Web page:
We first consider Stephenson's contention that the Secretary issued the contested citations in violation of the Act for failure to give timely notice after the inspection. The Secretary did not issue the citations to Stephenson until two weeks after the inspection. Section 9(a) of the Act provides that if the Secretary or his authorized representative believes that an employer has violated a provision of the Act or of a standard, rule, or order promulgated pursuant to the Act, "he shall with reasonable promptness issue a citation to the employer." 29 U.S.C.A. § 658(a). Under the circumstances of this case, however, we need not consider whether to accept Stephenson's argument, based on legislative history of the Act, which purports to show that Congress, in adopting the words "reasonable promptness," intended that citations should issue within seventy-two hours after inspection.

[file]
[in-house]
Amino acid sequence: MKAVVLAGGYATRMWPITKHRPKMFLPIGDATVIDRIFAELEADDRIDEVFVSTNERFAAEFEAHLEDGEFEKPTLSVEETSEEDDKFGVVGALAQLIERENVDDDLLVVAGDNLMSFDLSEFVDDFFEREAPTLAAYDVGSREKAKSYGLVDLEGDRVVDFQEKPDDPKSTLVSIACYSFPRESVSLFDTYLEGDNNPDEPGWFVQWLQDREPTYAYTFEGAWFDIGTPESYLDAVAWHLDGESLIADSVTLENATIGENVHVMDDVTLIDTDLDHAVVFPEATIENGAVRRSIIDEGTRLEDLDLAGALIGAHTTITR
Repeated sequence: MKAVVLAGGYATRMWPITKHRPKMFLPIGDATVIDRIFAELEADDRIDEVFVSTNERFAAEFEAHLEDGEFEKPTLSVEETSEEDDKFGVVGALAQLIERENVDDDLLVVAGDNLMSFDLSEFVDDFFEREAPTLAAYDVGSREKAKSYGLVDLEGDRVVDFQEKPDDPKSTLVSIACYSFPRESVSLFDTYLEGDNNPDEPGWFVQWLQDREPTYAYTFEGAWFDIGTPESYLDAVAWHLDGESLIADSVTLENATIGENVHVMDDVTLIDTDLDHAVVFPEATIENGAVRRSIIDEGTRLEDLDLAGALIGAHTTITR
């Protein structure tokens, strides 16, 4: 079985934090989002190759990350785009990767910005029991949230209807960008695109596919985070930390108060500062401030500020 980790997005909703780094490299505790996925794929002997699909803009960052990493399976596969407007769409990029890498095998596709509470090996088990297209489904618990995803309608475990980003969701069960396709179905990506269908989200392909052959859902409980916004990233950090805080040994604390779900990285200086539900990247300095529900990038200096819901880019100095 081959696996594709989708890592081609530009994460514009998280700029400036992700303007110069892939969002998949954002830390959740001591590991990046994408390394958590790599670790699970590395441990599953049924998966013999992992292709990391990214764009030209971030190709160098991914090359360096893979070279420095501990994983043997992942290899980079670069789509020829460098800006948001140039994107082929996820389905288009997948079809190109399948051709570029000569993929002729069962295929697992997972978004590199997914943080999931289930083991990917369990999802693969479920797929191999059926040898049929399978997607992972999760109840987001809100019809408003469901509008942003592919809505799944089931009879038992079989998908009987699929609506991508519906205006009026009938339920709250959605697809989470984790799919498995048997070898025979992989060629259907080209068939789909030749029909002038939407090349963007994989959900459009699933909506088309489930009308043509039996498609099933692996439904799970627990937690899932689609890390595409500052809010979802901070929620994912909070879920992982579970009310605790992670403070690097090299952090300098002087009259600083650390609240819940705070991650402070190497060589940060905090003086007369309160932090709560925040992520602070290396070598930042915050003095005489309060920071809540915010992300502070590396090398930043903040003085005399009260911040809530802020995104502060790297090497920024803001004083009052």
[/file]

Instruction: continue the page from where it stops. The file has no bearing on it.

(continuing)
In Brennan v. OSHRC, 487 F.2d 230, 236 (5th Cir. 1973), we cited with approval a line of OSHRC decisions which "have recognized that at least a finding of prejudice to the employer must precede dismissal of a proposed penalty for violation of a procedural rule." Similarly, in Accu-Namics, Inc. v. OSHRC, 515 F.2d 828 (5th Cir. 1975), Cert. denied sub nom. Accu-Namics, Inc. v. Usery, 425 U.S. 903, 96 S.Ct. 1492, 47 L.Ed.2d 752 (1976), we upheld citations despite the failure of the OSHA inspector to follow provisions of the Act and regulations requiring that he identify himself to the job superintendent and accord him walk-around privileges before inspecting a job site open to the public. We held that "these violations (by the inspector) cannot operate to exclude evidence obtained in that inspection when there is no showing that the employer was prejudiced in any way." 515 F.2d at 833 & n. 7, Citing Brennan v. OSHRC, supra, 487 F.2d at 236; Cf. Atlantic Marine, Inc. v. OSHRC, 524 F.2d 476 (5th Cir. 1975). We declined to dismiss the penalty based upon a non-prejudicial procedural violation in part because "(t)he manifest purpose of the Act, to assure save and healthful working conditions, militates against such a result." 515 F.2d at 833 (citations omitted). Therefore, because Stephenson has shown no prejudice from the alleged failure to issue the citations earlier and because the record gives us no grounds to presume prejudice, we need not consider whether the Secretary's conduct in issuing the citations two weeks after the OSHA inspection of the plant accorded with Section 9(a)'s requirement that citations be issued with "reasonable promptness."